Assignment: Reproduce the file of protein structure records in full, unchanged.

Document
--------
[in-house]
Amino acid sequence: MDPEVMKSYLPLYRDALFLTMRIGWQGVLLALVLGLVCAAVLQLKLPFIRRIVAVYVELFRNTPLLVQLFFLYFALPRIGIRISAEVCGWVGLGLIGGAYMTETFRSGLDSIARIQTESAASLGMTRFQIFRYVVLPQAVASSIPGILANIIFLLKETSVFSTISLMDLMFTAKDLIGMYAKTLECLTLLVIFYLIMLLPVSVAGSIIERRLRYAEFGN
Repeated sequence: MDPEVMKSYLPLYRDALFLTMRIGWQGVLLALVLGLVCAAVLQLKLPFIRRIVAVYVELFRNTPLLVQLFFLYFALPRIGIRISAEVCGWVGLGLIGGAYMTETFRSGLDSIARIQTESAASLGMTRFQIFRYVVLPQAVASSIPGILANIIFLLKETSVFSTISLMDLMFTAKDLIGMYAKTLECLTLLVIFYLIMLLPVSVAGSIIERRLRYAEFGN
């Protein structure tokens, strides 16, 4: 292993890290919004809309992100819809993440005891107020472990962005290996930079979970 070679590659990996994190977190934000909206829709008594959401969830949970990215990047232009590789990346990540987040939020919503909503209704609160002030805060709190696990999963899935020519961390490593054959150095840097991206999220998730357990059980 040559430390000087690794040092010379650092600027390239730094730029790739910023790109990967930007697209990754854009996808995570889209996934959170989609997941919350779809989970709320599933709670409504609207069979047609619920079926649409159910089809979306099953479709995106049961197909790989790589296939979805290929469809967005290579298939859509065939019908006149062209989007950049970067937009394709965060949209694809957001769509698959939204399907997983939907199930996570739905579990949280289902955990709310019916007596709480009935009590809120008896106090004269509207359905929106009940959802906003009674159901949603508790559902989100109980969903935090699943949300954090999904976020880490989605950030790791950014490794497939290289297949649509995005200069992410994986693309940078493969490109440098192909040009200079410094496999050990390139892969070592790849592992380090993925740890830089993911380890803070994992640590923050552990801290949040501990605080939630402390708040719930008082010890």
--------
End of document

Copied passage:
[in-house]
Amino acid sequence: MDPEVMKSYLPLYRDALFLTMRIGWQGVLLALVLGLVCAAVLQLKLPFIRRIVAVYVELFRNTPLLVQLFFLYFALPRIGIRISAEVCGWVGLGLIGGAYMTETFRSGLDSIARIQTESAASLGMTRFQIFRYVVLPQAVASSIPGILANIIFLLKETSVFSTISLMDLMFTAKDLIGMYAKTLECLTLLVIFYLIMLLPVSVAGSIIERRLRYAEFGN
Repeated sequence: MDPEVMKSYLPLYRDALFLTMRIGWQGVLLALVLGLVCAAVLQLKLPFIRRIVAVYVELFRNTPLLVQLFFLYFALPRIGIRISAEVCGWVGLGLIGGAYMTETFRSGLDSIARIQTESAASLGMTRFQIFRYVVLPQAVASSIPGILANIIFLLKETSVFSTISLMDLMFTAKDLIGMYAKTLECLTLLVIFYLIMLLPVSVAGSIIERRLRYAEFGN
């Protein structure tokens, strides 16, 4: 292993890290919004809309992100819809993440005891107020472990962005290996930079979970 070679590659990996994190977190934000909206829709008594959401969830949970990215990047232009590789990346990540987040939020919503909503209704609160002030805060709190696990999963899935020519961390490593054959150095840097991206999220998730357990059980 040559430390000087690794040092010379650092600027390239730094730029790739910023790109990967930007697209990754854009996808995570889209996934959170989609997941919350779809989970709320599933709670409504609207069979047609619920079926649409159910089809979306099953479709995106049961197909790989790589296939979805290929469809967005290579298939859509065939019908006149062209989007950049970067937009394709965060949209694809957001769509698959939204399907997983939907199930996570739905579990949280289902955990709310019916007596709480009935009590809120008896106090004269509207359905929106009940959802906003009674159901949603508790559902989100109980969903935090699943949300954090999904976020880490989605950030790791950014490794497939290289297949649509995005200069992410994986693309940078493969490109440098192909040009200079410094496999050990390139892969070592790849592992380090993925740890830089993911380890803070994992640590923050552990801290949040501990605080939630402390708040719930008082010890």